I have always recognised a place for weight training in sport and still do. As an 83kg front row provincial rugby player in Scotland I came to South Africa in 1981 with a training week that spent at least 3 days in the gym. 20 years and nearly 200 ultras later I am nearly 20kg’s lighter and even the thought of trying to squat the weights I used to bench-press (!) makes me go dizzy!
This change in sport does not change the necessity for a good strength to weight ratio, so although my mass has dropped, theoretically the relationship to strength should be the same. Of course the muscle use in rugby differs from that of distance runners. For instance heavy arms become unnecessary weight to carry in distance running, whereas in rugby they are a necessity for rucking and tackling (are you listening Butch, my ‘Bokkie’!)
The use of weight training to rehabilitate weak or imbalanced muscles, or in post injury work is without doubt useful, but the relationship between the ‘pace’ of weight training (say sets of 10) to the stride rate of running is tentative at best.
In running we ‘propel’ ourselves from one foot to the next in bounds or jumps at a rate of around 80 to 100 strides per minute. This is one reason why Hill training is also a way of improving strength. Pushing a bar or doing calf raises at 10-15 per minute is hardly comparable to the specifics of running.
This is where plyometric exercises come into their own. Plyometrics involve bounding and jumps and are one of the best ways of improving the specific type of strength applicable to runners. It has recently been adopted by the rugby fraternity. Watching 90 and 100kg forwards do standing jumps from floor to 1.5m height is an awe-inspiring site, but improved their speed and power over the short distances.
The benefit of plyometrics was reinforced a few years ago when meeting Carl Lewis in Houston. This world class sprinter used only plyometrics and sprint session for developing specific strength. The combination of bounding, start sessions (against the 6 other gold medallists in Santa Monica club), and a weekly 6 x 200m sprint session provided the strength training. This was all similar stride speeds to his running.
The problem for many experienced road runners (and longer distance runners in particular) is that the ‘elastic’ strength has been ‘slogged’ out of our legs. For such runners to commence straight into full-blown plyometrics is neither advisable nor possible.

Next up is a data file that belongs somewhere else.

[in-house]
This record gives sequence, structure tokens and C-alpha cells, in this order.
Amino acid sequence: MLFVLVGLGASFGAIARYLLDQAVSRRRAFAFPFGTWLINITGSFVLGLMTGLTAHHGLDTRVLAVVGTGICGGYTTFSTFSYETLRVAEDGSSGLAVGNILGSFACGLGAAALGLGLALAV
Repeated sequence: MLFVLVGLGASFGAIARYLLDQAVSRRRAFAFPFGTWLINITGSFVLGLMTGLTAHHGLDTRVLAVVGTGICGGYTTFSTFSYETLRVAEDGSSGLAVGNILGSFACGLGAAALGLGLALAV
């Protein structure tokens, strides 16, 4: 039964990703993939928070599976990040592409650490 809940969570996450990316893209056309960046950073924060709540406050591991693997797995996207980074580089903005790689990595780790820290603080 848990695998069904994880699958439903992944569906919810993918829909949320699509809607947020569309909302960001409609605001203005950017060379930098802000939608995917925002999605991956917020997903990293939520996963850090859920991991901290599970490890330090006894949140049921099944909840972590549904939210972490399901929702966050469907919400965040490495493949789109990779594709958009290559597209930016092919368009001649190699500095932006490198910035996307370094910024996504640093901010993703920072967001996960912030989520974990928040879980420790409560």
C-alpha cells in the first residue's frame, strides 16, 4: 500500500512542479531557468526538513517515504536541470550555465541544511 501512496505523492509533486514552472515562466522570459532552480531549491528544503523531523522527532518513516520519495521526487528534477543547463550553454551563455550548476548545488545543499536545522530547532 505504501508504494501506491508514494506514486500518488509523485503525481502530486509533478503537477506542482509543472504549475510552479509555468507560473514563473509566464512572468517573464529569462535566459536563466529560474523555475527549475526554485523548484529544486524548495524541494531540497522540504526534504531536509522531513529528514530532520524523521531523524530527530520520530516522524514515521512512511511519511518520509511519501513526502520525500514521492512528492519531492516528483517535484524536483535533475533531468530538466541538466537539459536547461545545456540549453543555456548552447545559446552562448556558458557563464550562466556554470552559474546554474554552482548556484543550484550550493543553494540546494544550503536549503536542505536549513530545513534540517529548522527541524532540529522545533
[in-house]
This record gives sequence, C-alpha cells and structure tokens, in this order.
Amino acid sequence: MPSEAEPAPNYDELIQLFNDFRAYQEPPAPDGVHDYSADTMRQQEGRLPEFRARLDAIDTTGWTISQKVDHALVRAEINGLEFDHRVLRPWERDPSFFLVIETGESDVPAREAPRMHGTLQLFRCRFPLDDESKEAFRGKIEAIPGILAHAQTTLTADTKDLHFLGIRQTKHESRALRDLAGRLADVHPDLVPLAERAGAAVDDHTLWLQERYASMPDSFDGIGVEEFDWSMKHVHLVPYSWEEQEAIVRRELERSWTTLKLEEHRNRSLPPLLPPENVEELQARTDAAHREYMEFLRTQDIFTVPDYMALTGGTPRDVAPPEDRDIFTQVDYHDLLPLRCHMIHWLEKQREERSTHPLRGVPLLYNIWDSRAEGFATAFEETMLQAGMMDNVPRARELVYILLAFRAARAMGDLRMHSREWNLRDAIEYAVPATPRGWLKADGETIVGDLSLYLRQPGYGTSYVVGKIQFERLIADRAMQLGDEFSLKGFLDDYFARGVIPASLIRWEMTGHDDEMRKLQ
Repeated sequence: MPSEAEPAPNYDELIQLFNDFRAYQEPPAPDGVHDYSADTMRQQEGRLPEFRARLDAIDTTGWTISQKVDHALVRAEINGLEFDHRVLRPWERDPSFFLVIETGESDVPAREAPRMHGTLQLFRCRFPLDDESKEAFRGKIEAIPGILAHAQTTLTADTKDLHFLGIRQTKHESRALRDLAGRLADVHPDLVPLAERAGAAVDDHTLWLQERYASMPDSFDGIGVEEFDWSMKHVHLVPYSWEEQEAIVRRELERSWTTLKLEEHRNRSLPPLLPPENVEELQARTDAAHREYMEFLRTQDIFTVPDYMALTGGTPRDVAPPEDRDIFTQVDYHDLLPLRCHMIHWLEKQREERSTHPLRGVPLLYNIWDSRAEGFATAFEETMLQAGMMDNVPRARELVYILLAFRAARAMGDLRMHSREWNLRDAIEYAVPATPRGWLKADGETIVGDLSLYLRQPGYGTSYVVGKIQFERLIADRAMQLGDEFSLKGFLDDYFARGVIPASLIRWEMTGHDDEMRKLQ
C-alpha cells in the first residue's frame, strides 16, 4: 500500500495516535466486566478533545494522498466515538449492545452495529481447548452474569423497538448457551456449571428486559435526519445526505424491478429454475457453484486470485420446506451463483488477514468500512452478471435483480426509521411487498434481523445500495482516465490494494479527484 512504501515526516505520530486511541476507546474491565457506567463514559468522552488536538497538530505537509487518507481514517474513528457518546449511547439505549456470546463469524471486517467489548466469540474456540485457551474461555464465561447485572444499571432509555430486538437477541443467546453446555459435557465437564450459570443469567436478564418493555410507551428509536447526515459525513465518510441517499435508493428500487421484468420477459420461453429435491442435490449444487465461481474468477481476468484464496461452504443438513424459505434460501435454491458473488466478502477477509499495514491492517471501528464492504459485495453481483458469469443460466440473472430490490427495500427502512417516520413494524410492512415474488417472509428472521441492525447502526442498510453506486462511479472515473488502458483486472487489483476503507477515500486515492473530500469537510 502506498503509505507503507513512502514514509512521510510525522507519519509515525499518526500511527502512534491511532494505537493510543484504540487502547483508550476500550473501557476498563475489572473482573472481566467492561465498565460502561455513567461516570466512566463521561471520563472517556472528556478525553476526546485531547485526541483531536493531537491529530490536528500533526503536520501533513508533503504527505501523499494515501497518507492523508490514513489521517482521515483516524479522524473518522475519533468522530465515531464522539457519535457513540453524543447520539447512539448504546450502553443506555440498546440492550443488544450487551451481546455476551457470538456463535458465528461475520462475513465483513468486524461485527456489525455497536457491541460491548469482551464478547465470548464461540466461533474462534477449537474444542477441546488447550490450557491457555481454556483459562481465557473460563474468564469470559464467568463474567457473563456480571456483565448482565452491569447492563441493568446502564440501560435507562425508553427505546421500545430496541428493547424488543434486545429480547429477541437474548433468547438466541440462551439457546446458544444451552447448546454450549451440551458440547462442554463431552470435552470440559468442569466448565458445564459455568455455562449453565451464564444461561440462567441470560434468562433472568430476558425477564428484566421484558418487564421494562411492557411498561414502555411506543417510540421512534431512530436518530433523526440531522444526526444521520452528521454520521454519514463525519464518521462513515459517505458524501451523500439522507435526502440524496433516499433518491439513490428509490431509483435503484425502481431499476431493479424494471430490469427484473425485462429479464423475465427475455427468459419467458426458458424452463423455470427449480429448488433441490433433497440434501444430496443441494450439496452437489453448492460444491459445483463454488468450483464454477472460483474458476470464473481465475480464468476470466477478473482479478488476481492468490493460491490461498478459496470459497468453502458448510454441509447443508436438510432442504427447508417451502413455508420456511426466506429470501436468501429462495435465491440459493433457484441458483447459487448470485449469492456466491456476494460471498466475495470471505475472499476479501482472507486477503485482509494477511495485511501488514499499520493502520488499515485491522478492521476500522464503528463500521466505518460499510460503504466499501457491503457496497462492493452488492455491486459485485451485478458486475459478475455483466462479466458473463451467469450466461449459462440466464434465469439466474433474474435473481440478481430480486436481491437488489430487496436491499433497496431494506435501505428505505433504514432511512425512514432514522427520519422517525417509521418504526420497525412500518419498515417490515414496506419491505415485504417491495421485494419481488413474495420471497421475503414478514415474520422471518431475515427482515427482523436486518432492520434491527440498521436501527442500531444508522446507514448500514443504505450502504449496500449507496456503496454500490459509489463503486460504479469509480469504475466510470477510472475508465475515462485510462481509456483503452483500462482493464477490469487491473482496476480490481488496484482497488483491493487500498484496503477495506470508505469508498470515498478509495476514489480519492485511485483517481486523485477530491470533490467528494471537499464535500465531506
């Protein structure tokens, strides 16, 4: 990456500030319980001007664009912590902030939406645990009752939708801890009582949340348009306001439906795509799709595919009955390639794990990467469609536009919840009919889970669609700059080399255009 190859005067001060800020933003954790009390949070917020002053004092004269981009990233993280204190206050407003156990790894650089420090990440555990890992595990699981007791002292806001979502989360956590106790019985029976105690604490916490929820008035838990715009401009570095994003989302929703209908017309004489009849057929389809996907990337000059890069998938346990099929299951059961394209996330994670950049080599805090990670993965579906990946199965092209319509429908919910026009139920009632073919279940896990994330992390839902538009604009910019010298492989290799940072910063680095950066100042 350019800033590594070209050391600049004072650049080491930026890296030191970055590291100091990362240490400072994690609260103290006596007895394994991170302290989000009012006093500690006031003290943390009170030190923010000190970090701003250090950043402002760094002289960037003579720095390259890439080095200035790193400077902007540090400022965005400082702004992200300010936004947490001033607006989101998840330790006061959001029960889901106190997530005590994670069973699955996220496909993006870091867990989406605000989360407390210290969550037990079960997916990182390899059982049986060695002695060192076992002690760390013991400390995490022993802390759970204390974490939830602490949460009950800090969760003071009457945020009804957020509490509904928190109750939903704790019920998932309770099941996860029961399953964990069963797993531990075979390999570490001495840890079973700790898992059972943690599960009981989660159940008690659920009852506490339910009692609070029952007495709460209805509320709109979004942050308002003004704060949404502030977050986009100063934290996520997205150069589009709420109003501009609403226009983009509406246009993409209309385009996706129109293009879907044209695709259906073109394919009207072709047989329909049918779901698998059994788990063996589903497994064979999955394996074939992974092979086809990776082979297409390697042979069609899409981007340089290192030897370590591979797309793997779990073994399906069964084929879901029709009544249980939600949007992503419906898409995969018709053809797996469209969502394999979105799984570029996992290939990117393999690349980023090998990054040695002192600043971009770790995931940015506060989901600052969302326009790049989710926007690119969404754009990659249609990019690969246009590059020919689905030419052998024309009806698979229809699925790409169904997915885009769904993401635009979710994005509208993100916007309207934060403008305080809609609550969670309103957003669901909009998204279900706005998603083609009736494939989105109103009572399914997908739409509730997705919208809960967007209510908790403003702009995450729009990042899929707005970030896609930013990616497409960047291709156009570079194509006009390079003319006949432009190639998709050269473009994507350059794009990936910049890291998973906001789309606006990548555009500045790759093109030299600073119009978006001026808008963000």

So where can the journey for newfound elastic strength begin? An easy ways is to simply include a couple of skipping and jump sessions into your training. Using a rope twice a week do a series of 100 alternate leg skips, followed by 100 single leg and then 100 on the other leg. These simple actions make use of a similar foot action to that of ‘quality’ running. At first you will probably find it difficult to maintain non stop skipping and will probably find a difference between the ability of left and right feet, but soon your co-ordination and agility will improve, which will also improve running style.
Aerobic step work is also useful. Start astride the step and simply do small jumps from the floor to the top of the step and back. Try to keep these fast – as if your feet are touching hot surfaces. Sets of 30 are good. Aim to use your ankle for the driving force not through bending your knees. Two footed jumps from the floor onto the step and onto the other side are also worthwhile and when comfortable with that you can always raise the height slightly. The higher you get the more important a good “forgiving surface’ becomes important. Perhaps a stretching mat. The agile might attempt side jumps across the step, but rather gain confidence first by taking a piece of card board and making a small 150mm triangular length with a 100mm wide base and try double foot jumps from side to side over that.
A final base level exercise is to adopt a stride/lunge position (i.e similar to a long running stride) to use a 100mm high step, put your rear foot on the step, then use your forefoot and ankle to lift your foot off the ground at as fast a rate as you can in sets of about 40-50. This is a very specific strengthener, which puts you in a running position. It can take time to build up to 40 of this, particularly if you have had knee problems before.
With the addition of ‘scooter’ work, which we covered previously in hardcore, you have some great ways of improving specific running strength and elasticity. Interestingly, after a warm up, these can also be used BEFORE a quality session (as long as you don’t overdo it) as it prepares you for the faster work. The advantage of these exercises over hill training is that they tend to be in one location allowing you to focus on the movement and gaining greater height or length (i.e concentrating on the strength aspect) whereas your hill running ability is often be limited by other factors, and after each up you can cause further damage when running back downhill. In UK there is at least one coach who drives his car up the hill to give the athletes a lift back in order to avert such damage!